Should I copy ALL of the source footage from the two internal drives over to the RAID 0 drive and start editing? Or, can I leave the source footage where it is and edit the project from the RAID 0?
that sounds like you have a raid 0 internally as well? if yes, then it should be slightly faster. if not, then the external raid might be slightly faster, but it would depend on the drives as well as the raid controller inside the G-raid. there are several free storage benchmark utilities, like cystaldiskmark, which can show you how well the raid setup and other drives you have are performing. since you are working with HD and some SD, it might not require the raid speeds to playback ok. raid could help if you are doing some multi-cam or multi-clip format.
My other idea was to go to each separate source video file on the non-RAID drives, pull the highlight segment that I want from each video file, and then export that segment to a H.264 file and put those H.264 files on the RAID 0 and edit and assemble the Demo like that.
you are right to worry about h264 degrading the source footage. using dnxhd or cineform instead of h264 would help retain quality if you were to do that. i would only go down that path if the source media was too large to fit on the raid or other destination, but it sounds like that's not a problem for you. it may be easier and faster just to create subclips in the project to keep track of favorite segments, you could also have a separate timeline/sequence of just those favorite segments to then copy sections into a different editing timeline.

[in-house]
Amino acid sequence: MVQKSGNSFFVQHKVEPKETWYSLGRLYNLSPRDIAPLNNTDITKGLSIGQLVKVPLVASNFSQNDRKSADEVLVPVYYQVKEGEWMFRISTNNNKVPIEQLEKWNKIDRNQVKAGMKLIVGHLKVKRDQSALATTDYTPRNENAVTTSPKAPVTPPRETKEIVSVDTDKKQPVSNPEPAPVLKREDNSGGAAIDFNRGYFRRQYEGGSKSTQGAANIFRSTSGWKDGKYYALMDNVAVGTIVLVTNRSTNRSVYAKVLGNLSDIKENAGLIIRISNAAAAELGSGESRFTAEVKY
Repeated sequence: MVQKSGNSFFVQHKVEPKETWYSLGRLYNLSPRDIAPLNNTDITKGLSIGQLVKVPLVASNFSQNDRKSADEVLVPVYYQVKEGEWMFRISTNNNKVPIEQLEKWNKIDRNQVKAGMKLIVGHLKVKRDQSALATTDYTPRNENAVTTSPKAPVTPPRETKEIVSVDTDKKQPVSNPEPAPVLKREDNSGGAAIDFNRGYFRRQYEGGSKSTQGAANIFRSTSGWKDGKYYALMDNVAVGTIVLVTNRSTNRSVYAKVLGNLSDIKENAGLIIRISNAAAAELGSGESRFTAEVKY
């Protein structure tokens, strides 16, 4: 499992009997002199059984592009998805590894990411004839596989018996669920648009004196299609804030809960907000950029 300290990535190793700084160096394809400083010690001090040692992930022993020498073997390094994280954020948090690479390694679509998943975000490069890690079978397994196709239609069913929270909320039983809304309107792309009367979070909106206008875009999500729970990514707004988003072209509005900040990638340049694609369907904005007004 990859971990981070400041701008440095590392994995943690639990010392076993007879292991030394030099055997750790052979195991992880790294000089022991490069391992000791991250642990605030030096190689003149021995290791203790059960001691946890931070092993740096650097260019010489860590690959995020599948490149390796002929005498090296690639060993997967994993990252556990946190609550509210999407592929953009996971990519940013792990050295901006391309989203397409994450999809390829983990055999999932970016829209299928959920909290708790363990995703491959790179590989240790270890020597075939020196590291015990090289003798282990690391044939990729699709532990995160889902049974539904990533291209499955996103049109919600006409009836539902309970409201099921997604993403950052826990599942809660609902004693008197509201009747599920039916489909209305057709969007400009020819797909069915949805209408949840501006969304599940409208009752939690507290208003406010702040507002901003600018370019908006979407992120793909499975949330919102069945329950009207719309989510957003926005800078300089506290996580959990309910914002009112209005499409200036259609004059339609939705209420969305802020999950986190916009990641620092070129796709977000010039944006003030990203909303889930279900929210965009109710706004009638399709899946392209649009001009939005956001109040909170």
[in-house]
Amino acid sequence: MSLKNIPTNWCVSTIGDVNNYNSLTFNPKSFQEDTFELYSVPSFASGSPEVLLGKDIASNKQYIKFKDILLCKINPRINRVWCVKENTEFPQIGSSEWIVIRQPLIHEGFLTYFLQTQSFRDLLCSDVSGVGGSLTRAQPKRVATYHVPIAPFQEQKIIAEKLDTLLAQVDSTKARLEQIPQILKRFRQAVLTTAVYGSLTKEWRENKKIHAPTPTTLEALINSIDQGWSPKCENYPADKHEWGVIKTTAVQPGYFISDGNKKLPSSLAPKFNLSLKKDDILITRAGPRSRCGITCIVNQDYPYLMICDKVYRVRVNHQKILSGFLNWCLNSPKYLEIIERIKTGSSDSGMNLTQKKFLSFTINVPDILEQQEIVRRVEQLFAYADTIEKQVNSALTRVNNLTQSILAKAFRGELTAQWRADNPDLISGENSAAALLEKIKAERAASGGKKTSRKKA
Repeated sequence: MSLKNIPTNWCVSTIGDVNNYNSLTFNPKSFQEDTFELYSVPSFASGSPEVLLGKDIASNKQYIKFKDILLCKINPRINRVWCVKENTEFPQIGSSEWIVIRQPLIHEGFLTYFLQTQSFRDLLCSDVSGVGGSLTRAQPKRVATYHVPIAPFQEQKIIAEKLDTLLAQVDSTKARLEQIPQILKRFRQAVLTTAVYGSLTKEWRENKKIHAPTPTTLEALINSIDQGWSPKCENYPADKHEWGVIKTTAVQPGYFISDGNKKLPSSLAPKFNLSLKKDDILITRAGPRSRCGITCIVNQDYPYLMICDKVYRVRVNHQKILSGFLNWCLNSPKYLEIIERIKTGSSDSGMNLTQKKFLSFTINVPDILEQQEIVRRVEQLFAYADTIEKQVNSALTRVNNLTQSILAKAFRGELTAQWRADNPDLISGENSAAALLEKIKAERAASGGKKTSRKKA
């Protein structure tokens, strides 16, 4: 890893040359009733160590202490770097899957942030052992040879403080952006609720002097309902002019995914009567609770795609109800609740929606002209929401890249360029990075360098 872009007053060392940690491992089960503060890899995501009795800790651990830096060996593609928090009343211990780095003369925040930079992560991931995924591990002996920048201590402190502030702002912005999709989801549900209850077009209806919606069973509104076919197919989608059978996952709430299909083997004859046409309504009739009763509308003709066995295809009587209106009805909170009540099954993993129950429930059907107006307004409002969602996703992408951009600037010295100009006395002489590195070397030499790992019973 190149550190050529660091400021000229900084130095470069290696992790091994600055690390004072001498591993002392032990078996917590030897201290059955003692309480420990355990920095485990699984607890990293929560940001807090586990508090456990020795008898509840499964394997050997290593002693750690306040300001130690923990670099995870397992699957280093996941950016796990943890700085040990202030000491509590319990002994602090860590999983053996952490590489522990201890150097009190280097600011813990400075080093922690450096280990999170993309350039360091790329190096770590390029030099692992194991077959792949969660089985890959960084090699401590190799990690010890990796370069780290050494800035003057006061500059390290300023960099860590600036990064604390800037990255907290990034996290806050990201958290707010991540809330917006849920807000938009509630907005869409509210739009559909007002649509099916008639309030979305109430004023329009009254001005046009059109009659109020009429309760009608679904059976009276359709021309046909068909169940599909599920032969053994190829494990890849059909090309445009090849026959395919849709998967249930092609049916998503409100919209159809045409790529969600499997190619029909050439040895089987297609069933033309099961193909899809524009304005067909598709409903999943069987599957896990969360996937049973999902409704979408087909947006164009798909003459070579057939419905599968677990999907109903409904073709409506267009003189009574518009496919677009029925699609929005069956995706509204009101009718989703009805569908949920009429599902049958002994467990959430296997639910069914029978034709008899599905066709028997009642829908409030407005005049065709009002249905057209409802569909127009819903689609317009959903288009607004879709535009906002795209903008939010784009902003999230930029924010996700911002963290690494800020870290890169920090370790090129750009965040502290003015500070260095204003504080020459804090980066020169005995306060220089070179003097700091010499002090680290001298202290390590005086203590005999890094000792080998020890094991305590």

Wow, thank you for that info, RoninEdits. No, my RAID 0 is the Graid on a USB 3. Port. Someone else mentioned I may have too much on the USB ports to utilize the speed I should have. Here I am thinking my RAID 0 is doing the job, but in the back of my mind it did occur to my that too much stuff was on the USB 3 ports. I never looked into what ports are part of what Lanes, but I must do that.
I'm just very confused as I don't want to start this enormous project the WRONG way, even though I'll probably be able to complete it somehow by trial and error.